More Empty Lots For Windsor

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There might be even more reason for councillor Chris Holt to smile. He is the man, the demolition man, who wants to rid Windsor of empty buildings.

Holt actually sought and won the media spotlight during the last election with his view that property tax discounts should end for landlords unable to lease their buildings.

The rules have now changed.

Landlords will get no break. This is probably why empty buildings are being demolished all over the city. It is an ideal way for their owners to avoid the higher taxes and other costs of maintaining their empties.

Now there is a new wrinkle which could produce more vacant lots.

Currently the city can only tear down homes. On Monday, councillors will discuss an administration plea to be allowed to demolish retail and non-residential buildings.

Here’s the catch, though.

In the Windsor Star on March 1, the infamous city building official, Dan Lunardi, talks about derelict properties of a commercial nature, once a sign of the city’s prosperous past are, in their present state, bringing down property values.

It is a most unusual statement from a city official who, probably, should know there are many factors reducing property values. These include the many roads the city ignores, which are in such a state only run-down buildings could love.

Sadly, on Monday Council will probably agree to another quick fix to a complex issue. And, as is usual, councilors will not understand that it will be an indictment of their inability to work hard on economic development.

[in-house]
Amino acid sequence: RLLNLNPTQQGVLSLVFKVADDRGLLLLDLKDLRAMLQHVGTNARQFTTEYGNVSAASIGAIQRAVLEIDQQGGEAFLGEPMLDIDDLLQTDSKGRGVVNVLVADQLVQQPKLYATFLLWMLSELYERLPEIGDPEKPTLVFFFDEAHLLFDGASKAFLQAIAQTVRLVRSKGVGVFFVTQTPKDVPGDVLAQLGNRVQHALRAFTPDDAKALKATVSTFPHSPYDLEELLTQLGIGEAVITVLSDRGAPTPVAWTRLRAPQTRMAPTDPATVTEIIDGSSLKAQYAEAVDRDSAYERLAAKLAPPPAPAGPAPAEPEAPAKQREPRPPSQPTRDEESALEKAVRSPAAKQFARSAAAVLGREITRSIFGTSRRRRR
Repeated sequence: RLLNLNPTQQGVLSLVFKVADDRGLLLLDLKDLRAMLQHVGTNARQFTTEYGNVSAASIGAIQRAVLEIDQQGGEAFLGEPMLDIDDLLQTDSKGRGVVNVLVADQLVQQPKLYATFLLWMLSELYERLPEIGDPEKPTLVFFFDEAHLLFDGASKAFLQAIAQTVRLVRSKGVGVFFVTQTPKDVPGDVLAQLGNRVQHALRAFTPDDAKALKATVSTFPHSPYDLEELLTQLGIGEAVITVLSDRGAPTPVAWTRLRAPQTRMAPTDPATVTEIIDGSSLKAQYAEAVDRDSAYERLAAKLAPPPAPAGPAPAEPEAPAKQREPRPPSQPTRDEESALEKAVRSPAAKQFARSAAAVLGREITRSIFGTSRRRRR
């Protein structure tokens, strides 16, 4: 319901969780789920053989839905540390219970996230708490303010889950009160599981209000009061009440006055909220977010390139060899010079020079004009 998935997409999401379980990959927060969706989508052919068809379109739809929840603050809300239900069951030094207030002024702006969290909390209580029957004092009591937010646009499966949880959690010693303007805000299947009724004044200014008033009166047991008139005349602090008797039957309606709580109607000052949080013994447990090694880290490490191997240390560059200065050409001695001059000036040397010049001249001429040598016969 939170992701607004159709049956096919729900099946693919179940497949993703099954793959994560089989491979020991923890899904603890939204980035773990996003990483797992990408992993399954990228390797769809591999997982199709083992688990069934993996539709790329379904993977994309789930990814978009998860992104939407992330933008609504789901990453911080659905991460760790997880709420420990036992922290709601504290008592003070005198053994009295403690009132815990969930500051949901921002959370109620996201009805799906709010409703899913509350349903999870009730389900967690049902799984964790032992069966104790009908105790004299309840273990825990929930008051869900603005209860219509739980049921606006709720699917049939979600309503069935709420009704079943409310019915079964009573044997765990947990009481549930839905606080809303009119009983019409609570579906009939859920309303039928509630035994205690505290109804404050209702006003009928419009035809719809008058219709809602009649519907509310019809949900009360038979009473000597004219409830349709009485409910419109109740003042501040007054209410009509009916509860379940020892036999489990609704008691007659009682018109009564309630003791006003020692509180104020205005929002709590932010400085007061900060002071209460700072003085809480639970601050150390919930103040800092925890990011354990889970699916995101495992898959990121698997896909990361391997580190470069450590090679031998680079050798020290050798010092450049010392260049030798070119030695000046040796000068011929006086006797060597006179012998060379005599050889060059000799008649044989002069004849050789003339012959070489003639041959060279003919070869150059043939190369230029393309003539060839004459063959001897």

At one time, it was thought the discounts for empty buildings would be an incentive for owners to get them rented. That, apparently, didn’t work, so people like Holt come along and think things will get better by quashing the discount and putting it to landlords who can’t find tenants, because Council has abdicated its economic development responsibilities.

It is amazing how these issues always come back to Council not doing its job.

Joseph Mikhail, of Mikhail Holdings, in a letter to the local paper on January 24, found it puzzling anyone would think property owners will pay, “… carrying costs, utilities, mortgages and taxes on a vacant property simply to return to them 25 per cent of the property tax paid is simply not accurate and in my most humble and respectful opinion … does not bare reality.”

There are many creative ways to bring empty buildings back to life. They could be given to charities. These non-profits could renovate the good ones and operate tax free.

Will the city lose money? It is not making any now.

By doing this, it could keep neighbourhoods looking alive and active, rather than populated with empty lots.

Another way would be for the city to set up a real economic development department, staffed with true professionals, and get out of the way.

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About the Author

Robert Tuomi
After initially succeeding as a broadcast journalist and achieving senior level assignments, Robert branched out into marketing communications. As a senior executive, primarily in the high-tech industry, Robert created award-winning and comprehensive, multi-faceted initiatives to enhance sales and expand market awareness for some of the largest companies in their fields. Email Robert Tuomi